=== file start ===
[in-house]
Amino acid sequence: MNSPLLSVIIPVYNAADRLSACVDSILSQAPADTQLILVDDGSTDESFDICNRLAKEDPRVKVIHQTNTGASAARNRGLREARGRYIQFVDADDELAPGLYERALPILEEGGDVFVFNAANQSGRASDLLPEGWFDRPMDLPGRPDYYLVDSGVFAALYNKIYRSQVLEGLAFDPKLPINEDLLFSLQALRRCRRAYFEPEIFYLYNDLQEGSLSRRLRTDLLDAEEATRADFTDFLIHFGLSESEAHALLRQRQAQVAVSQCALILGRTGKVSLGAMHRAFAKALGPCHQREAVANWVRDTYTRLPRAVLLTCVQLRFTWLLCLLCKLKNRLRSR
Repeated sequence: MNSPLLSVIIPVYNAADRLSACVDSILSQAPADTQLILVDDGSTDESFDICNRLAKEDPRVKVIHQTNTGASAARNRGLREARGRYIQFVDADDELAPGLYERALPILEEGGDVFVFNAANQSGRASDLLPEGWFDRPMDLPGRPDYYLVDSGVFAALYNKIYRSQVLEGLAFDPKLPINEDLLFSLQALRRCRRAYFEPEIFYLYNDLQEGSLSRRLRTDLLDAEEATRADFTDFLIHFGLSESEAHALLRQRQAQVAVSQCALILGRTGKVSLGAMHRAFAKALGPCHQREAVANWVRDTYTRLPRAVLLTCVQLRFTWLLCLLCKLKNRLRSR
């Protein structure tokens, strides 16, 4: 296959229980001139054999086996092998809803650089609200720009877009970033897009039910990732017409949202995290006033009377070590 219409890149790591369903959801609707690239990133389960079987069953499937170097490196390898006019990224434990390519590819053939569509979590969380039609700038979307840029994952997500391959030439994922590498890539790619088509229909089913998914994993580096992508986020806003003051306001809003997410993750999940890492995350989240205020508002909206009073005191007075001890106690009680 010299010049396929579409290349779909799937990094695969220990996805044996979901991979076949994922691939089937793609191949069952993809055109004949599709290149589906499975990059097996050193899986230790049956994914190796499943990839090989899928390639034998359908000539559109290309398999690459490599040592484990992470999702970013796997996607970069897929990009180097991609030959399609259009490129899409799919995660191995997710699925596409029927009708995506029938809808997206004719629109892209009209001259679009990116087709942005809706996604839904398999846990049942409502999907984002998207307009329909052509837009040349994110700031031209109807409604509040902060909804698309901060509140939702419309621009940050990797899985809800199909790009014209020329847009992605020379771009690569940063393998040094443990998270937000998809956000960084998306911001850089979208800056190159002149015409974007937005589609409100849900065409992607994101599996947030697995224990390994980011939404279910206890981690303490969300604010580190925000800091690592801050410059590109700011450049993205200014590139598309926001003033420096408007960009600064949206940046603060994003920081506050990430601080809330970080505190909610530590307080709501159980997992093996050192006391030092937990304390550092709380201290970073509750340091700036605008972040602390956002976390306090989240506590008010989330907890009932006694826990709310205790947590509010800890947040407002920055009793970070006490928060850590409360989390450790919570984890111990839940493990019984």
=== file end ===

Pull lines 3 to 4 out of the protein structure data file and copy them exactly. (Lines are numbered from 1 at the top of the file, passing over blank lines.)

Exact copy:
Repeated sequence: MNSPLLSVIIPVYNAADRLSACVDSILSQAPADTQLILVDDGSTDESFDICNRLAKEDPRVKVIHQTNTGASAARNRGLREARGRYIQFVDADDELAPGLYERALPILEEGGDVFVFNAANQSGRASDLLPEGWFDRPMDLPGRPDYYLVDSGVFAALYNKIYRSQVLEGLAFDPKLPINEDLLFSLQALRRCRRAYFEPEIFYLYNDLQEGSLSRRLRTDLLDAEEATRADFTDFLIHFGLSESEAHALLRQRQAQVAVSQCALILGRTGKVSLGAMHRAFAKALGPCHQREAVANWVRDTYTRLPRAVLLTCVQLRFTWLLCLLCKLKNRLRSR
């Protein structure tokens, strides 16, 4: 296959229980001139054999086996092998809803650089609200720009877009970033897009039910990732017409949202995290006033009377070590 219409890149790591369903959801609707690239990133389960079987069953499937170097490196390898006019990224434990390519590819053939569509979590969380039609700038979307840029994952997500391959030439994922590498890539790619088509229909089913998914994993580096992508986020806003003051306001809003997410993750999940890492995350989240205020508002909206009073005191007075001890106690009680 010299010049396929579409290349779909799937990094695969220990996805044996979901991979076949994922691939089937793609191949069952993809055109004949599709290149589906499975990059097996050193899986230790049956994914190796499943990839090989899928390639034998359908000539559109290309398999690459490599040592484990992470999702970013796997996607970069897929990009180097991609030959399609259009490129899409799919995660191995997710699925596409029927009708995506029938809808997206004719629109892209009209001259679009990116087709942005809706996604839904398999846990049942409502999907984002998207307009329909052509837009040349994110700031031209109807409604509040902060909804698309901060509140939702419309621009940050990797899985809800199909790009014209020329847009992605020379771009690569940063393998040094443990998270937000998809956000960084998306911001850089979208800056190159002149015409974007937005589609409100849900065409992607994101599996947030697995224990390994980011939404279910206890981690303490969300604010580190925000800091690592801050410059590109700011450049993205200014590139598309926001003033420096408007960009600064949206940046603060994003920081506050990430601080809330970080505190909610530590307080709501159980997992093996050192006391030092937990304390550092709380201290970073509750340091700036605008972040602390956002976390306090989240506590008010989330907890009932006694826990709310205790947590509010800890947040407002920055009793970070006490928060850590409360989390450790919570984890111990839940493990019984």